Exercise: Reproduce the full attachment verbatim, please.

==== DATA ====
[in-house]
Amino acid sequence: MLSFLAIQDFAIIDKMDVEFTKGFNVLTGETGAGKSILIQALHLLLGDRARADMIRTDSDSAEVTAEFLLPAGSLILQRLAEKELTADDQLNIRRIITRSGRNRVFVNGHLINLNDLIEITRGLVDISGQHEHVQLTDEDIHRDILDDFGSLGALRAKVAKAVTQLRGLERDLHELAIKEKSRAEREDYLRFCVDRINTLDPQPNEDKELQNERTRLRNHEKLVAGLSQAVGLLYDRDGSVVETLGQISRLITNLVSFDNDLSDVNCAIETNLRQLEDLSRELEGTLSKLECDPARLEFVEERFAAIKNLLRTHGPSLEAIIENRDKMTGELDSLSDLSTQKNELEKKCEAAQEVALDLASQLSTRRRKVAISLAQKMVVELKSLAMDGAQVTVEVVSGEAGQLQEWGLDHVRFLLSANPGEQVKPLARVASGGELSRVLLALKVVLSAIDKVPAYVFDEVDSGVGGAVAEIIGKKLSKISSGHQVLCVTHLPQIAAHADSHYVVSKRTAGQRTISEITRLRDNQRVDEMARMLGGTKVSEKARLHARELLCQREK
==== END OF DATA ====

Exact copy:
[in-house]
Amino acid sequence: MLSFLAIQDFAIIDKMDVEFTKGFNVLTGETGAGKSILIQALHLLLGDRARADMIRTDSDSAEVTAEFLLPAGSLILQRLAEKELTADDQLNIRRIITRSGRNRVFVNGHLINLNDLIEITRGLVDISGQHEHVQLTDEDIHRDILDDFGSLGALRAKVAKAVTQLRGLERDLHELAIKEKSRAEREDYLRFCVDRINTLDPQPNEDKELQNERTRLRNHEKLVAGLSQAVGLLYDRDGSVVETLGQISRLITNLVSFDNDLSDVNCAIETNLRQLEDLSRELEGTLSKLECDPARLEFVEERFAAIKNLLRTHGPSLEAIIENRDKMTGELDSLSDLSTQKNELEKKCEAAQEVALDLASQLSTRRRKVAISLAQKMVVELKSLAMDGAQVTVEVVSGEAGQLQEWGLDHVRFLLSANPGEQVKPLARVASGGELSRVLLALKVVLSAIDKVPAYVFDEVDSGVGGAVAEIIGKKLSKISSGHQVLCVTHLPQIAAHADSHYVVSKRTAGQRTISEITRLRDNQRVDEMARMLGGTKVSEKARLHARELLCQREK